Postpartum Anxiety: Much More Common than Depression?

Postpartum Anxiety

You have probably heard and read about how common depression is after pregnancy. Postpartum depression is more than just “baby blues.” It is a real mental health disorder. You may not be as aware of postpartum anxiety. It is also a real mental health disorder. It may be much more common than depression. The medical term for this disorder is perinatal anxiety disorder.

A study in 2016, published in the Journal of Affective Disorders found that perinatal anxiety disorder was about three times more common than depression after pregnancy. The study included 115 women who were interviewed and screened for both depression and anxiety at three months after delivery. About 17 percent of the women scored positive for anxiety compared to about five percent for depression. Less than five percent of the women scored positive for both anxiety and depression.

This was just one study, but it supports a number of previous studies suggesting that about 8-10 percent of women have some type of anxiety disorder during or after pregnancy, compared to 4-10 percent of women who suffer from depression.

How Is Perinatal Anxiety Different From Postpartum Depression?

Postpartum depression usually starts within 2 months to one year after giving birth. Symptoms last for more than two weeks and may include extreme sadness, crying, insomnia, fatigue, and guilt. Anxiety may also be a symptom.

Perinatal anxiety disorder may be more common during and after pregnancy. Symptoms may last longer. Although anxiety may occur in postpartum depression, the anxiety of perinatal anxiety disorder is different. It can be overwhelming and debilitating.

The main symptoms are excessive and irrational fears and worries. In most cases, these are fears or worries that something awful may happen to your child. You may even fear that you or someone else may harm your child. Other symptoms include:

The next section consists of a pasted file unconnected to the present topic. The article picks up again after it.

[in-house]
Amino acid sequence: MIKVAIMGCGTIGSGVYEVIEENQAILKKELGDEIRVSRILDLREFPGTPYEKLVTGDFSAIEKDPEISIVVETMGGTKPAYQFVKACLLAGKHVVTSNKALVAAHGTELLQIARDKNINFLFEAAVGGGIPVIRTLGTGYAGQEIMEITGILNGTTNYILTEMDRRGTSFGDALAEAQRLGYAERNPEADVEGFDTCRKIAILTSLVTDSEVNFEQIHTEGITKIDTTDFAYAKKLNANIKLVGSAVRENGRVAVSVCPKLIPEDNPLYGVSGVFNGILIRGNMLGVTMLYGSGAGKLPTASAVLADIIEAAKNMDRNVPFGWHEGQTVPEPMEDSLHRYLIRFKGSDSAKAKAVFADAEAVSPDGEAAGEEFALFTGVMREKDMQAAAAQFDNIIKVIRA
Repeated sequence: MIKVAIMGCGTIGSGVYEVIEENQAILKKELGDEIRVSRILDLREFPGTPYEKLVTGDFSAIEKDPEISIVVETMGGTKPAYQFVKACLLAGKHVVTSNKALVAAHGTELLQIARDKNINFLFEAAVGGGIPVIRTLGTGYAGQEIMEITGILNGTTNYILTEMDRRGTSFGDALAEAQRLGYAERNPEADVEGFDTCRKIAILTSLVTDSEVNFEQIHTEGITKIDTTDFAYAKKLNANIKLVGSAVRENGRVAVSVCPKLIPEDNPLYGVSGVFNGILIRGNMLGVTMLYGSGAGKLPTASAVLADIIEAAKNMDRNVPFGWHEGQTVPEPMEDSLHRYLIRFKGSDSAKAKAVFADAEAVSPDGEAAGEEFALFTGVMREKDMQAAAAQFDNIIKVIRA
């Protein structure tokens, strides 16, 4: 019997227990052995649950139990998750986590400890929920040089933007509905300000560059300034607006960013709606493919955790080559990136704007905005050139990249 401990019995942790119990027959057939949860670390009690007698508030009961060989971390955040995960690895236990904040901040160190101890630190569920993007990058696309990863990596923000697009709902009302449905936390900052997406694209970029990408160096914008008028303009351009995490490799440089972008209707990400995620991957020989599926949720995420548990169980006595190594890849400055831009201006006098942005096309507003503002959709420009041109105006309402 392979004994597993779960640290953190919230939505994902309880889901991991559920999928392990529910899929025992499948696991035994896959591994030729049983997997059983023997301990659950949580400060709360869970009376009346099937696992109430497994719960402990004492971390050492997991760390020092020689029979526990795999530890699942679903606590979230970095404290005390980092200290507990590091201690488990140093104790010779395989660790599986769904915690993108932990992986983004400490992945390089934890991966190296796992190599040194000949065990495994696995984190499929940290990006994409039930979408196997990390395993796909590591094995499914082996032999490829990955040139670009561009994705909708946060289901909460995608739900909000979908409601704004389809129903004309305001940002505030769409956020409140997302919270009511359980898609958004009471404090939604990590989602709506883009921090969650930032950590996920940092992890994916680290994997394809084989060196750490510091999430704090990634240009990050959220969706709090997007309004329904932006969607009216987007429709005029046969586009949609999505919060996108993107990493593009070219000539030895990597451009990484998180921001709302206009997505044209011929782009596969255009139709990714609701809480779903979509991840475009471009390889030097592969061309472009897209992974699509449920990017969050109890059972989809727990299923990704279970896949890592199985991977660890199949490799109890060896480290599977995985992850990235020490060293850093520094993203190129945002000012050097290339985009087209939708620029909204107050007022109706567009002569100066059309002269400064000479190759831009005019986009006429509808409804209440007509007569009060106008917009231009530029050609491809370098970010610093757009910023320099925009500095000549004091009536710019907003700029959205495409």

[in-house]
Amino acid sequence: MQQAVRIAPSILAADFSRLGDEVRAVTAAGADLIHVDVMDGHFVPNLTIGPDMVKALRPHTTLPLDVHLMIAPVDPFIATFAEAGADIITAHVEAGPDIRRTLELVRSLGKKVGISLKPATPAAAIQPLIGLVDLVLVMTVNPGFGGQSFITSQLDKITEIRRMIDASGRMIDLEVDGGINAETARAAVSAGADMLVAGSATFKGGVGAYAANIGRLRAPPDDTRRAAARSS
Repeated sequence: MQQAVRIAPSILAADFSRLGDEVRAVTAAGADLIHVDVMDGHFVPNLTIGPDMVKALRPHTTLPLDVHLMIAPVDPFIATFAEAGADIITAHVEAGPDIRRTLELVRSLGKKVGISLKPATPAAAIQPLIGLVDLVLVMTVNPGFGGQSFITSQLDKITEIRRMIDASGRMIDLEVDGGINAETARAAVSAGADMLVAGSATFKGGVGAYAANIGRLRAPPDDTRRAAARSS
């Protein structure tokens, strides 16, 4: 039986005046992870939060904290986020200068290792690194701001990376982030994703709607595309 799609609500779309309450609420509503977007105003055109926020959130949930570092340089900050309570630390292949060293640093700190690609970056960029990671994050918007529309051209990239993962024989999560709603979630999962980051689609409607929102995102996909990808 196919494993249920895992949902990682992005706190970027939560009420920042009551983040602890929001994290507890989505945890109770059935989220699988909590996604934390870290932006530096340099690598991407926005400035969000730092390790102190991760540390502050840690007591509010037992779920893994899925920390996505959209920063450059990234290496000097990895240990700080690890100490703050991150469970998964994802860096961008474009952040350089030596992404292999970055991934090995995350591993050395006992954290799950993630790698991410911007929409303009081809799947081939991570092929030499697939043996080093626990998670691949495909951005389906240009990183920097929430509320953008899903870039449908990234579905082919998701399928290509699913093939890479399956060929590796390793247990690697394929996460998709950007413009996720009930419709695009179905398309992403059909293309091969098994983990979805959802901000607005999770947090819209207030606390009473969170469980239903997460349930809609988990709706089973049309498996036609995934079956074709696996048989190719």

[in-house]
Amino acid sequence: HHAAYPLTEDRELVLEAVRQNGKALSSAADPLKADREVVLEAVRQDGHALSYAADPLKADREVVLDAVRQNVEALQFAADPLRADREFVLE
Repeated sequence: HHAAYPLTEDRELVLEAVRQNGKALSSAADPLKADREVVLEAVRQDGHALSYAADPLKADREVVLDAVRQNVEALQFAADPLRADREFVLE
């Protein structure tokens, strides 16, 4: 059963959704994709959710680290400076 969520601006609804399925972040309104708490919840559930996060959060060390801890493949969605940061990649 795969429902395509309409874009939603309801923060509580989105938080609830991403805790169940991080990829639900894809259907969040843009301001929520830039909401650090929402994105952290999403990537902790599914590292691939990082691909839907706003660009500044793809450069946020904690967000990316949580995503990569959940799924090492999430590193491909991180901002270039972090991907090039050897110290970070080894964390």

• Panic attacks
  • Hyperventilation
  • Insomnia
  • Inability to focus or concentrate
  • Compulsive thoughts or actions
  • Tension
  • Fatigue
  • Irritability

The symptoms of this disorder can make it very hard to function normally. You may be at higher risk for perinatal anxiety disorder if you have always been a worrier, have a history of depression or bipolar disorder, or have a family history of anxiety, depression or bipolar disorder.

How to Manage Perinatal Anxiety Disorder

 The first step is to be aware of the problem and know the symptoms. Although this disorder is common, it often goes unrecognized and undiagnosed. Tell your doctor if you have overwhelming fears or worries. These symptoms are nothing to be ashamed of. They are common and they can be treated.

Your doctor may send you to see a mental health specialist. Perinatal anxiety disorder may be diagnosed after an interview and a screening-type questionnaire. In mild cases, the best treatments do not involve medications. These treatments have all been very effective in treating perinatal anxiety disorder:

  • Cognitive behavioral therapy is a type of talk therapy given by a mental health provider. You learn to replace irrational and unhealthy thoughts with positive thoughts.
  • Mindfulness training is a type of meditation therapy. You learn to let go of obtrusive thoughts and worries.
  • Relaxation therapies include guided meditations, breathing exercises, and muscle relaxation.

In more severe or debilitating cases of anxiety, your doctor may prescribe a short course of antidepressant or antianxiety medication. The risks and benefits of these medications must be carefully considered if you are still pregnant or breastfeeding.

The key takeaway is be aware of anxiety as a common disorder during and after pregnancy. Scary thoughts and obsessive worries can be very frightening. They do not mean that you will harm your baby. They do not mean there is something horribly wrong with you. They will pass with time. You may need help if these symptoms are overwhelming. Let your doctor know about them. Better yet, talk to your doctor now and discuss possible symptoms of anxiety. Get a plan in place, just in case.

Christopher Iliades
Dr. Chris Iliades is a medical doctor with 20 years of experience in clinical medicine and clinical research. Chris has been a full time medical writer and journalist since 2004. His byline appears in over 1,000 articles online including EverydayHealth, The Clinical Advisor, and Healthgrades. He has also written for print media including Cruising World Magazine, MD News, and The Johns Hopkins Children's Center Magazine. Chris lives with his wife and close to his three children and four grandchildren in the Boston area.

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